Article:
• Q4 Day Skier parking revenues and Transit fares both surpassing 2019 levels (up 60.7 per cent and 8 per cent, respectively); 
  • Meadow Park Sports Centre bringing in 6.7 per cent more annual revenue than it did in 2019; 
  • A one-time Growing Communities Fund grant worth $4.96 million;  
  • Strong investment performance, that delivered 43 per cent more income than anticipated; 
  • Annual revenues from two programs—the provincially-funded Resort Municipality Initiative (RMI) and the Municipal Regional District Tax (MRDT), better known to most as the hotel tax—exceeding budgeted amounts by 11 per cent and 30 per cent, respectively. Together, the two programs brought in $22.3 million compared to the $17.2 million the RMOW budgeted for 2023. 
A strong tourism economy in Whistler in 2023 helped bring additional funds to the RMOW. Photo by Justa Jeskova

Does the surplus in revenue mean Whistlerites can expect a big break on their property taxes anytime soon? Unfortunately, not. 

“$16 million in unexpected revenue sounds like a great outcome,” Price acknowledged. “Times are good and the RMOW is certainly benefitting, but it is important to keep in mind that the vast majority of this excess revenue is constrained in some way.” 

A constraint could look like parking fees restricted to funding transit initiatives or a Hotel Tax that has historically been used solely to fund tourist-facing services and projects.  

But overall, an influx of cash to the RMOW’s reserves will benefit the community long-term. One change to the MRDT program, in particular, means the increased revenue stemming from overnight guests could play a crucial role in funding employee housing initiatives in Whistler.  

MRDT collected from traditional hotel rooms has always supported tourist-facing amenities like the annual Summer Concert Series, and local not-for-profit entities like the Whistler Off-Road Cycle Association and Arts Whistler—even after Whistler began collecting the MRDT from units rented through Online Accommodation Providers like Airbnb in 2018 and directing those funds towards Affordable Employee Housing initiatives. 

But, as of 2023, any excess Hotel Tax revenue beyond what is required to support annual recurring initiatives like the RMOW’s Festivals, Events and Animation program now flows into the Employee Housing Reserve, to support further investment in affordable employee housing projects. After all, employees are an essential element of the tourism experience, said Price. 

Even if it takes a few years to reap the rewards of increased revenue levels, directing excess MRDT funds to housing is good news for Whistler, in Mayor Crompton’s view. “That’s a big win for us,” he remarked.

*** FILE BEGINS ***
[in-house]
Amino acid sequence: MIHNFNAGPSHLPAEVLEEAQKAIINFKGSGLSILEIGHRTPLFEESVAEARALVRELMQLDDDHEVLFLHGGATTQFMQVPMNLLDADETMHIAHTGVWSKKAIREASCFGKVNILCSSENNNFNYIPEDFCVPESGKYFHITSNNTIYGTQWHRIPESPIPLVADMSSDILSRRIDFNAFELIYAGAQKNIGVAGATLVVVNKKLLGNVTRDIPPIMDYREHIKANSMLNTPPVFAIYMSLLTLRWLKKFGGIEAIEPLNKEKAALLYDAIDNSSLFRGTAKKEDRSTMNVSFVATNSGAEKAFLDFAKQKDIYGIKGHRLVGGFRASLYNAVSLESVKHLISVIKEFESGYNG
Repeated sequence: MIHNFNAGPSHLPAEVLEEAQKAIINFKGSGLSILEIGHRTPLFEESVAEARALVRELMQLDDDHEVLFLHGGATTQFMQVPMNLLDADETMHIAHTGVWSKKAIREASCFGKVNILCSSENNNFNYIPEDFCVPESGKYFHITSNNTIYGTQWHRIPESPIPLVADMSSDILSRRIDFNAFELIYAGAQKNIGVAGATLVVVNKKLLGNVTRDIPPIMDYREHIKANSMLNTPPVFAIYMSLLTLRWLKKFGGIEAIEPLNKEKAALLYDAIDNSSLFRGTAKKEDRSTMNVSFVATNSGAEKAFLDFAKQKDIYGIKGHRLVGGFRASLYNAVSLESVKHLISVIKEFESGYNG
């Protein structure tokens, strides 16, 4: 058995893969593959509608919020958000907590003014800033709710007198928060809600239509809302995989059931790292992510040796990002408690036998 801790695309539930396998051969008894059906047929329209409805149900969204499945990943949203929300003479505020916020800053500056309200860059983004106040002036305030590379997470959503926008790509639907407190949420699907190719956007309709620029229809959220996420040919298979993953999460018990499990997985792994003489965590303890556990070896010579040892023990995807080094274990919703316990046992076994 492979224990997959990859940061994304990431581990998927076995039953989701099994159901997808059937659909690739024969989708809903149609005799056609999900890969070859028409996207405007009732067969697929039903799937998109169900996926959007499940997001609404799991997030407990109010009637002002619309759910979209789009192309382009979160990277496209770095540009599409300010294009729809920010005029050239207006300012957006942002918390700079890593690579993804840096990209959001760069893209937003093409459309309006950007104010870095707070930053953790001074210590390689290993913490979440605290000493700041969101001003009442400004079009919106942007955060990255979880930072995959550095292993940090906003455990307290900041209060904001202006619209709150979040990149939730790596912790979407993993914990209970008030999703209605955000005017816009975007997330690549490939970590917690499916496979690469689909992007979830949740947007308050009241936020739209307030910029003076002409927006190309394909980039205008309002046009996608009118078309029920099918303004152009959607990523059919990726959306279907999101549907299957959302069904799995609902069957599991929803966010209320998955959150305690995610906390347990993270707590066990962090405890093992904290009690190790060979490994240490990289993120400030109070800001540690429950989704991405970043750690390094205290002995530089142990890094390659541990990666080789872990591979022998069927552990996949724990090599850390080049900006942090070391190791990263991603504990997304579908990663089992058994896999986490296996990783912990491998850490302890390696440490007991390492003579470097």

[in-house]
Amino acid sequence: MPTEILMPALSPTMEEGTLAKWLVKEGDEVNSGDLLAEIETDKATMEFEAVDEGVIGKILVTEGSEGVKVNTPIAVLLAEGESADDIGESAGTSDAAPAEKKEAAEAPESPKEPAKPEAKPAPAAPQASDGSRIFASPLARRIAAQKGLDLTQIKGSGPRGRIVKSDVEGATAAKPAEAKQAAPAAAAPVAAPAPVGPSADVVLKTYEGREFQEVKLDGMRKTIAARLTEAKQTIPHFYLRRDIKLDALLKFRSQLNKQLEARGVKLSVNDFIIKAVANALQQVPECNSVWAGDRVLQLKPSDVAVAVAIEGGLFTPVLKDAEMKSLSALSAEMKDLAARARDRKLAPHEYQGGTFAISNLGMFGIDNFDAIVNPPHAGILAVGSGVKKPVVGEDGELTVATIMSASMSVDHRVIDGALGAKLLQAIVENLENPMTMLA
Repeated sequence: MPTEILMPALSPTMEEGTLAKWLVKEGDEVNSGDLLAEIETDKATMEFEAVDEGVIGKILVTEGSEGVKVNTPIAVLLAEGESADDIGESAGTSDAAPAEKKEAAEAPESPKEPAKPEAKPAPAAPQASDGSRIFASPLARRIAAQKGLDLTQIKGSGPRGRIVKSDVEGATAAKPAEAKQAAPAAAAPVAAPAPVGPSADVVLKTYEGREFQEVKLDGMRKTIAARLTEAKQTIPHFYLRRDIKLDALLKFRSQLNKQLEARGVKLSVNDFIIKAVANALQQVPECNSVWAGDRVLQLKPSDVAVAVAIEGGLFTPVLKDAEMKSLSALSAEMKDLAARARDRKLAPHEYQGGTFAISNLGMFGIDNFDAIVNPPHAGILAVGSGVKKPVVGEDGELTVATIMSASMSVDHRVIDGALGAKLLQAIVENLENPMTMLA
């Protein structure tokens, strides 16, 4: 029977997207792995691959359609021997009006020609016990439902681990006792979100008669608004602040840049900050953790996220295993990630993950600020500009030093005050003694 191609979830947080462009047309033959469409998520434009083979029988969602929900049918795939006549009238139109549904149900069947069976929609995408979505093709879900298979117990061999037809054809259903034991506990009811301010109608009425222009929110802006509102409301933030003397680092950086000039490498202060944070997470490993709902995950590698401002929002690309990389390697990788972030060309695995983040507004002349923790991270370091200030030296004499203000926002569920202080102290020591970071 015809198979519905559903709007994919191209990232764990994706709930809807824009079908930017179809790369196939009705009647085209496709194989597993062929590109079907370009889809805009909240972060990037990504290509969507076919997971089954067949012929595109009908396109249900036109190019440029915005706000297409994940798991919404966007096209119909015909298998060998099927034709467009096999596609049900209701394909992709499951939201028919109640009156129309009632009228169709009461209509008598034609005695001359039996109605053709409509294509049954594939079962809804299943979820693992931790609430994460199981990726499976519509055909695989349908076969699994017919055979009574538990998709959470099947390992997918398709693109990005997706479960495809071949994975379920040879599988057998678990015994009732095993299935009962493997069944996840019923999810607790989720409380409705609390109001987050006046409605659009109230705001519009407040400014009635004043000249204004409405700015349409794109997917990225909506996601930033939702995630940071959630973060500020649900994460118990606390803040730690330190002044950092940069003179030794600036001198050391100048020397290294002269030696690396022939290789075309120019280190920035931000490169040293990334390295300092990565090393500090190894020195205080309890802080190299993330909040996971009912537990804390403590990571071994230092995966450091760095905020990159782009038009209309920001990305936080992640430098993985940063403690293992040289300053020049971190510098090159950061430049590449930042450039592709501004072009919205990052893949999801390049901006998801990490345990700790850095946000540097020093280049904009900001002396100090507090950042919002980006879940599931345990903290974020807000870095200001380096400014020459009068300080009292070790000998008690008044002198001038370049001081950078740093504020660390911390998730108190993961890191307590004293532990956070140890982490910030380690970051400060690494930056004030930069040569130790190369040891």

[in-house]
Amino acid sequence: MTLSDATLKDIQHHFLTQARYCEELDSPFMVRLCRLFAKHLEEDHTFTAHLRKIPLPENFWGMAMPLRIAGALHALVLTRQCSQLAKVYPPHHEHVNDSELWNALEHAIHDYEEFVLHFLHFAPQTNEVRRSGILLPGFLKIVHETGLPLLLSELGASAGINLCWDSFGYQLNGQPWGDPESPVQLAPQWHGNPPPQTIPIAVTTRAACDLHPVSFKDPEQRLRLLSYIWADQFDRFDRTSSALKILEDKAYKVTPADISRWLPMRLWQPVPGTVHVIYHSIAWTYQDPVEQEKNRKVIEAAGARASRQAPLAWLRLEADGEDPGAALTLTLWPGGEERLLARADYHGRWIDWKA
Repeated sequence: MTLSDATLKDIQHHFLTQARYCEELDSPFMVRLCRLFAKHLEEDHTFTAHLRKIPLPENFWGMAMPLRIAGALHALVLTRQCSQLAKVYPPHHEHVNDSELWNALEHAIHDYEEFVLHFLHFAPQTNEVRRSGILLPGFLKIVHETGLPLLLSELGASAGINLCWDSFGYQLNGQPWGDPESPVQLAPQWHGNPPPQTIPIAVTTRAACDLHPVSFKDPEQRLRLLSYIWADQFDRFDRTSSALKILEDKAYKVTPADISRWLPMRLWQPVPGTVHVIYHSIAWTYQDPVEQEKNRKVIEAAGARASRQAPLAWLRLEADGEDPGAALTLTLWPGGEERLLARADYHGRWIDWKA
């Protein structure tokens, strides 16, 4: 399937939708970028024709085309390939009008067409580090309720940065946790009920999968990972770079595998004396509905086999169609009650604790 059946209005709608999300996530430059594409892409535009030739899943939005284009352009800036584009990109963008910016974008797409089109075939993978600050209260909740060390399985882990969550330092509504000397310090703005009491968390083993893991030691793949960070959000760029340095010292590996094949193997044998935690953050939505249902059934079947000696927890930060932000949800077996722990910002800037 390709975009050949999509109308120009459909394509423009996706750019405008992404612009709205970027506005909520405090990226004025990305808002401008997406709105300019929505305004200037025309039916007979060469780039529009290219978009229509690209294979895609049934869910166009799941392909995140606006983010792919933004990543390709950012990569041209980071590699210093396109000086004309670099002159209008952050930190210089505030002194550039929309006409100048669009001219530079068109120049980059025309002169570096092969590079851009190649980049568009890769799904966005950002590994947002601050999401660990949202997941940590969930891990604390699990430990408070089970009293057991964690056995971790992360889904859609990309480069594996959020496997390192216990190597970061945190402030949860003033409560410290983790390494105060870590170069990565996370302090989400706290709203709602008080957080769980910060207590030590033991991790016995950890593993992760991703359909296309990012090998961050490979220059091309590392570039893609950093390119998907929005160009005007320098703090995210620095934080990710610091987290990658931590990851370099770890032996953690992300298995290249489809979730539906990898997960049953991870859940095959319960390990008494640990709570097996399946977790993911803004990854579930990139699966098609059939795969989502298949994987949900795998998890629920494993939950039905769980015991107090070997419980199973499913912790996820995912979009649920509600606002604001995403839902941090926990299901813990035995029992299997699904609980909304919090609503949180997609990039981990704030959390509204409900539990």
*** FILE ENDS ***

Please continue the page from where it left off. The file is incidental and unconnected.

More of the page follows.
Revised Code of Conduct returns for Council approval 

Work on a new Code of Conduct continues 

Council provided direction to proceed with a revised Code of Conduct for Whistler’s municipal elected officials—but not without first discussing those revisions and their potential implications at length.  

“A written code of conduct is a tool that enables Council members to develop a shared understanding of the ethical obligations which are essential to good governance,” RMOW staff explained in their report to council.  

The 11 proposed amendments presented to Council at Tuesday night’s meeting were based on Councilors’ feedback to an updated Code of Conduct bylaw that was first presented to Whistler’s Committee of the Whole in February. The amendments reference topics ranging from social media conduct to complaint processes to reimbursement. 

After a thorough, hour-long discussion with many questions posed to RMOW staff, several amendments were made to the proposed bylaw. Council chose to remove harassment and criminal activity from the list of behaviours the Code protects against, and voted to keep remuneration, meaning a council member’s pay can be impacted if they are found to have violated the code.  

Municipal staff were directed to continue finalizing the new bylaw, which will return to the council table at a future meeting and replace the existing Code of Conduct, once approved. 

“I will say, local governments didn’t ask to have the responsibility to judge ourselves,” said the Mayor. “I personally have spent a tremendous amount of time over the last 12 years advocating for the Province of British Columbia to establish a British Columbia Municipal Ethics Commissioner. I still believe that that is really important, and I intend to continue pushing the province to take on this role.” 


To attend an upcoming meeting, check out the Council Meeting Schedule. Agendas and Minutes are available online. To connect with Council, consider Presenting to Council, or get in touch with them individually by phone or email.